ISLAMABAD: Rocked by recurring controversies and scandals, the incumbent government has sent out a loud and clear message to both the opposition and the powerful security establishment.
Prime Minister Yousaf Raza Gilani said on Wednesday that moving the Supreme Court on the memogate issue was “a conspiracy against parliament.”
However, he said that parliament, media, civil society and world would not accept dictatorship. “We want democracy in the country,” he added.
“Parliament should complete its tenure, not the government, not the prime minister. We are not interested. We won’t mind even sitting on opposition benches, if there is an opposition,” he told the Senate in a fiery speech.
He said that after the emergence of the memogate he summoned then ambassador Husain Haqqani and sought his resignation in the presence of the president, army chief and director general of ISI, for a fair trial, and referred the matter to the Parliamentary Committee on National Security.
“Then it (the memogate) was taken to the Supreme Court. I have no objection. But it is a conspiracy against parliament. The president, along with the National Assembly and the Senate, is part of parliament,” he added.
Premier Gilani regretted that memogate, which was scripted by Pakistani- American businessman Mansoor Ijaz, “a person with no credibility and having a background of even writing against the country’s important institutions and the establishment,” was being taken to the court to reach the person who got it scripted. You can guess what the motive is behind this,” he remarked.
“This is a conspiracy against parliament. What do they want to achieve, what do they want to prove?” Gilani asked rhetorically, and recalled that former prime minister HS Soharwardi had told his (Gilani’s) father that he was being pushed to the wall and it would lead to the dismemberment of the country and it happened when Sheikh Mujeebur Rehman took over the reins of the party.
In the past leaders like Maulana Maudoodi, Wali Khan and Nawab Akbar Bugti were called traitors, he said. “But now this practice should be shunned. God forbid if it is repeated, things can go wrong,” he warned.
Highlighting the importance of democracy for the country’s stability, the prime minister said that abiding by the constitution and law was a must for the country’s solidarity. “If the constitution is not followed, then there are many dangers.” Gilani said that he was the longest serving democratically elected prime minister and would not mind sitting in opposition benches, but Parliament should complete its term. The prime minister said leaders and workers of the Pakistan Peoples Party as well as the opposition had rendered sacrifices for democracy. He urged the parliamentarians to get together to support democracy. If the opposition does not like me, they can bring a no-confidence motion against me, he added.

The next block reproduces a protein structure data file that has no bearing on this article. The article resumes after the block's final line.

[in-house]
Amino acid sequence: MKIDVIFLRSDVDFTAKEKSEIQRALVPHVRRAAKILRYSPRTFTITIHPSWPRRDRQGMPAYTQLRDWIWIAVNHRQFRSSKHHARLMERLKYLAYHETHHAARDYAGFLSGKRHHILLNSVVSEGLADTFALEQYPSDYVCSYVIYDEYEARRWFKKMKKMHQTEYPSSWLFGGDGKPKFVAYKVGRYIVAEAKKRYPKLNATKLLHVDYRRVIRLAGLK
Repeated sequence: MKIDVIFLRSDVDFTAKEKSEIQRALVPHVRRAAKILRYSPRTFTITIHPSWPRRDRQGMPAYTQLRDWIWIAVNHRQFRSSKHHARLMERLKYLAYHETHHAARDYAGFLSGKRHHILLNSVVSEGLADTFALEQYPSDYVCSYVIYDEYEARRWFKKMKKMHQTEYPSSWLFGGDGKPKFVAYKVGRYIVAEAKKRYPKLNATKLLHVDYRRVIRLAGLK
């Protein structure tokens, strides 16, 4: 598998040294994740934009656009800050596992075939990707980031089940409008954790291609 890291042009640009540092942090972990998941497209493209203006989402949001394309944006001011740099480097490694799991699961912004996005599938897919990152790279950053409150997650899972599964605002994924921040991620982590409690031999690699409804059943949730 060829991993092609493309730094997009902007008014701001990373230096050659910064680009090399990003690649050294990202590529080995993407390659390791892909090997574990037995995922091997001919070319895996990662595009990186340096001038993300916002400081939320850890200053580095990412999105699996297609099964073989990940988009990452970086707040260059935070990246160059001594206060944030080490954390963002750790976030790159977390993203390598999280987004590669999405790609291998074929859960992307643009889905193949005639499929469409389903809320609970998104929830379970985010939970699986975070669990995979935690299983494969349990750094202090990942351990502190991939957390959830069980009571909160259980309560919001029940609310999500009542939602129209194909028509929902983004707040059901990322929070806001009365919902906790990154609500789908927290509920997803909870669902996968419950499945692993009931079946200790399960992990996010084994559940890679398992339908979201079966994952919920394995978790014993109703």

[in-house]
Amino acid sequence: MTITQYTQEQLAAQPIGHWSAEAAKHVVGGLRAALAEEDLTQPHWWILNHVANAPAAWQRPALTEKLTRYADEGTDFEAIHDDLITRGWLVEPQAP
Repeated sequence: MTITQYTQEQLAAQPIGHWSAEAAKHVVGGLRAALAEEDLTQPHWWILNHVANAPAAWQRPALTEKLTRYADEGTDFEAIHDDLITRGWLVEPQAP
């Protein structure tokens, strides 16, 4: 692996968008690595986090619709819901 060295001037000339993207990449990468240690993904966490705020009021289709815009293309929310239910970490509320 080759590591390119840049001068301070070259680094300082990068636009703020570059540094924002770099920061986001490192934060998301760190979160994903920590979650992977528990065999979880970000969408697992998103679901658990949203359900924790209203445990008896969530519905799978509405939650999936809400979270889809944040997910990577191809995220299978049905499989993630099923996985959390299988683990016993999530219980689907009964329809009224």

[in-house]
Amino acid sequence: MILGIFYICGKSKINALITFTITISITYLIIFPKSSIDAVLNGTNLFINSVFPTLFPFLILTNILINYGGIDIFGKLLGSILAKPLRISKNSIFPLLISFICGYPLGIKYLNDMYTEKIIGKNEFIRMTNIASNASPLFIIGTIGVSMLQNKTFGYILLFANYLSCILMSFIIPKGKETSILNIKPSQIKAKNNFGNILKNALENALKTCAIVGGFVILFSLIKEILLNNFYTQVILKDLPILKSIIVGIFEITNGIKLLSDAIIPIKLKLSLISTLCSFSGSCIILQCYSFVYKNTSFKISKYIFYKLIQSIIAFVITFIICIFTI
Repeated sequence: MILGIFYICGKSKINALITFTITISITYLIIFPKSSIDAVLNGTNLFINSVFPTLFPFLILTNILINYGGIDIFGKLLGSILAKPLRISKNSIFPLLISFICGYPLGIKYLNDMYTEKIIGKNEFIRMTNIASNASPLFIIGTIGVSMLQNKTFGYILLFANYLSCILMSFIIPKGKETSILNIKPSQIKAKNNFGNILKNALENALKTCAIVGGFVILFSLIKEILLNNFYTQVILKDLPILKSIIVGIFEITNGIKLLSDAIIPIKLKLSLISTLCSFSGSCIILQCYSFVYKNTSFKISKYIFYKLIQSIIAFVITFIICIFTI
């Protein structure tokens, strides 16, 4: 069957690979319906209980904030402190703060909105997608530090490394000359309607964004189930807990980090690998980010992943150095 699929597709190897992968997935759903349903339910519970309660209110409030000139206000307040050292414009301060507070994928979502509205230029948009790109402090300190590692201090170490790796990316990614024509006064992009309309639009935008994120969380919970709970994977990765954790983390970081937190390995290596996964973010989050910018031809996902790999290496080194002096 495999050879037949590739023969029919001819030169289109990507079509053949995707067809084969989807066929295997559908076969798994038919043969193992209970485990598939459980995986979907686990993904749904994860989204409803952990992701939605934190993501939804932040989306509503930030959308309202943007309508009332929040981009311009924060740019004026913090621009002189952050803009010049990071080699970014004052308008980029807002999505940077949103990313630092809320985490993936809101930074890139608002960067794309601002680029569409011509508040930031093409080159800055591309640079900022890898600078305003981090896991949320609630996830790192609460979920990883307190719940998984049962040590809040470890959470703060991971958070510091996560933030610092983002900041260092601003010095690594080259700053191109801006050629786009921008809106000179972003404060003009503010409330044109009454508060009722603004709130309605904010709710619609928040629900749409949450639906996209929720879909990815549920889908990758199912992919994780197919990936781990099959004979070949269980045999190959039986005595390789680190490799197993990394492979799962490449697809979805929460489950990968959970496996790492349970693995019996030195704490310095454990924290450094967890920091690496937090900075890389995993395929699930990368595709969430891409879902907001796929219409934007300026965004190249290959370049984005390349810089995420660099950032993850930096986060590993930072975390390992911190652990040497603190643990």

Similarly, an impeachment motion can be introduced against the president but the rules of business should be followed.
No party enjoyed absolute majority in parliament, he said, but his government, in coalition with PML-Q, MQM, PML-F, Fata and independent lawmakers, has a two-thirds majority. “If I resign today, can you form a government?”
Gilani asked the opposition and warned if democracy was derailed, he did not see elections taking in his life.
He defended his government decision not to privatize ailing public sector entities. “Everything is not corruption, not mismanagement,” he remarked and added the governments with two-thirds majority were charged with corruption in the past and the coming government would also have to face such charges.
The prime minister regretted that dictators like Gen Ayub Khan, Gen Ziaul Haq and Gen Musharraf, who ruled the country for 10 years each, promised to end corruption but formed governments with the help of “corrupt people.”
He asked the lawmakers about the criteria of corruption. “What is the difference between NRO and plea-bargain. Were agreements signed under plea bargain with the looters and plunderers not NRO,” he questioned.
The prime minister said those political leaders, who got themselves cleared through plea-bargains, were made ministers, but the PPP leaders faced cases and did not compromise. “This House should seriously study this situation,” he said and added that the present government was being given deadlines since it came to power some four years back. Regarding the president’s health, he said that Asif Zardari was part of parliament and that every human could become sick. “We convinced the president to go abroad for a complete medical check-up as he had already faced life threats here,” he said.
He said the president even did not inquire after the health of his father at PIMS due to security reasons.
Published in The Express Tribune, December 15th, 2011.